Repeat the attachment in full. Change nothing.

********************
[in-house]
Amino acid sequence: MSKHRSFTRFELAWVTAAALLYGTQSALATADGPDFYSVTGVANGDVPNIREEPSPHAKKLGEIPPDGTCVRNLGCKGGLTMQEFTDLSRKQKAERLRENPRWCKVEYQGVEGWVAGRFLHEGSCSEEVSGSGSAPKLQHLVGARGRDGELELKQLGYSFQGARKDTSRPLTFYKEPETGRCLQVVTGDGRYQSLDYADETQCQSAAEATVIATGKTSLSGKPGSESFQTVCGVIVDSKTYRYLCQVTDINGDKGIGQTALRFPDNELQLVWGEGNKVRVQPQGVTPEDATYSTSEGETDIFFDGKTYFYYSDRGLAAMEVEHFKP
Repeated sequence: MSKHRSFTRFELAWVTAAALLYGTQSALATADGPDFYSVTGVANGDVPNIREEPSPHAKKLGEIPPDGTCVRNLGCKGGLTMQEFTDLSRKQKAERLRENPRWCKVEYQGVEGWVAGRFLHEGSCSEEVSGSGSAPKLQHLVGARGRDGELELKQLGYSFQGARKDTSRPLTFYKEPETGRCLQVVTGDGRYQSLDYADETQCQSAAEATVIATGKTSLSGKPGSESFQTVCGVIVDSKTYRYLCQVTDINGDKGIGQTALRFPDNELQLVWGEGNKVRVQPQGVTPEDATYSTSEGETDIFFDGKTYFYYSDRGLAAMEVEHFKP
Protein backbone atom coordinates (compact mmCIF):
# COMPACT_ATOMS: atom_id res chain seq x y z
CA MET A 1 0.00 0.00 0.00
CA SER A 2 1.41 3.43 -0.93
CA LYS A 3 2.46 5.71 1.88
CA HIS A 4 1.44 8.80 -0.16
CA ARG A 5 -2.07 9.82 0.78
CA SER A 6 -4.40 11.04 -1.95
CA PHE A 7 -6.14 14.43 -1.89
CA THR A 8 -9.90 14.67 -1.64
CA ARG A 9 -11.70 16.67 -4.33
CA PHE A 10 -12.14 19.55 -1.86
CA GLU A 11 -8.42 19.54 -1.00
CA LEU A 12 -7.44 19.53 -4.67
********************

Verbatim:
[in-house]
Amino acid sequence: MSKHRSFTRFELAWVTAAALLYGTQSALATADGPDFYSVTGVANGDVPNIREEPSPHAKKLGEIPPDGTCVRNLGCKGGLTMQEFTDLSRKQKAERLRENPRWCKVEYQGVEGWVAGRFLHEGSCSEEVSGSGSAPKLQHLVGARGRDGELELKQLGYSFQGARKDTSRPLTFYKEPETGRCLQVVTGDGRYQSLDYADETQCQSAAEATVIATGKTSLSGKPGSESFQTVCGVIVDSKTYRYLCQVTDINGDKGIGQTALRFPDNELQLVWGEGNKVRVQPQGVTPEDATYSTSEGETDIFFDGKTYFYYSDRGLAAMEVEHFKP
Repeated sequence: MSKHRSFTRFELAWVTAAALLYGTQSALATADGPDFYSVTGVANGDVPNIREEPSPHAKKLGEIPPDGTCVRNLGCKGGLTMQEFTDLSRKQKAERLRENPRWCKVEYQGVEGWVAGRFLHEGSCSEEVSGSGSAPKLQHLVGARGRDGELELKQLGYSFQGARKDTSRPLTFYKEPETGRCLQVVTGDGRYQSLDYADETQCQSAAEATVIATGKTSLSGKPGSESFQTVCGVIVDSKTYRYLCQVTDINGDKGIGQTALRFPDNELQLVWGEGNKVRVQPQGVTPEDATYSTSEGETDIFFDGKTYFYYSDRGLAAMEVEHFKP
Protein backbone atom coordinates (compact mmCIF):
# COMPACT_ATOMS: atom_id res chain seq x y z
CA MET A 1 0.00 0.00 0.00
CA SER A 2 1.41 3.43 -0.93
CA LYS A 3 2.46 5.71 1.88
CA HIS A 4 1.44 8.80 -0.16
CA ARG A 5 -2.07 9.82 0.78
CA SER A 6 -4.40 11.04 -1.95
CA PHE A 7 -6.14 14.43 -1.89
CA THR A 8 -9.90 14.67 -1.64
CA ARG A 9 -11.70 16.67 -4.33
CA PHE A 10 -12.14 19.55 -1.86
CA GLU A 11 -8.42 19.54 -1.00
CA LEU A 12 -7.44 19.53 -4.67